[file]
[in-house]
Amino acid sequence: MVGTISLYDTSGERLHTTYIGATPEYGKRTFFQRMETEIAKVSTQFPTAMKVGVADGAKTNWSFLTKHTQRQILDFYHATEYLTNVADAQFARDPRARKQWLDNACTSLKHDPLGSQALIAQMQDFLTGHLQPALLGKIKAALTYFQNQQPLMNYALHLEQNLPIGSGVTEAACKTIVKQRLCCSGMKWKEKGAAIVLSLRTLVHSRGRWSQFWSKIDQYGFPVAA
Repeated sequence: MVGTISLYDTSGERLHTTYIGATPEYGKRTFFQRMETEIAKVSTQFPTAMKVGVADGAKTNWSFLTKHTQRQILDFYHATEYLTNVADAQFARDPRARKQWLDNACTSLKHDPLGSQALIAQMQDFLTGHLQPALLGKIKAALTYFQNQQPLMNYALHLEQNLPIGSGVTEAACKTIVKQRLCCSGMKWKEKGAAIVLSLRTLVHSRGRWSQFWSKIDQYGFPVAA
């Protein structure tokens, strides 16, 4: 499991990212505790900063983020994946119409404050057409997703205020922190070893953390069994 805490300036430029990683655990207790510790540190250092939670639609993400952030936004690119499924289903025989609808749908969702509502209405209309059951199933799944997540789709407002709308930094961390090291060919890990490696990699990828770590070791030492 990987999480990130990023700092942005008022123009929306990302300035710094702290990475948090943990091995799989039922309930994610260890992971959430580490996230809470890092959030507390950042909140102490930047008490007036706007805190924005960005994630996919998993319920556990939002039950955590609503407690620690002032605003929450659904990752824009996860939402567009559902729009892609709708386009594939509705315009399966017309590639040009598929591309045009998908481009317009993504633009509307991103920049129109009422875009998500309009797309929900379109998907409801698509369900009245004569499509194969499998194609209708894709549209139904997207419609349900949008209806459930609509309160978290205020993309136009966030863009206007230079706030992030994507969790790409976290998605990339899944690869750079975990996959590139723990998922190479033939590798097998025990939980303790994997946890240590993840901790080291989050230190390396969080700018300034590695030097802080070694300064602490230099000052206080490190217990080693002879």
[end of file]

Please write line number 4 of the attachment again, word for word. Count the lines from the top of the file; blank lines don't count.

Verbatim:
């Protein structure tokens, strides 16, 4: 499991990212505790900063983020994946119409404050057409997703205020922190070893953390069994 805490300036430029990683655990207790510790540190250092939670639609993400952030936004690119499924289903025989609808749908969702509502209405209309059951199933799944997540789709407002709308930094961390090291060919890990490696990699990828770590070791030492 990987999480990130990023700092942005008022123009929306990302300035710094702290990475948090943990091995799989039922309930994610260890992971959430580490996230809470890092959030507390950042909140102490930047008490007036706007805190924005960005994630996919998993319920556990939002039950955590609503407690620690002032605003929450659904990752824009996860939402567009559902729009892609709708386009594939509705315009399966017309590639040009598929591309045009998908481009317009993504633009509307991103920049129109009422875009998500309009797309929900379109998907409801698509369900009245004569499509194969499998194609209708894709549209139904997207419609349900949008209806459930609509309160978290205020993309136009966030863009206007230079706030992030994507969790790409976290998605990339899944690869750079975990996959590139723990998922190479033939590798097998025990939980303790994997946890240590993840901790080291989050230190390396969080700018300034590695030097802080070694300064602490230099000052206080490190217990080693002879």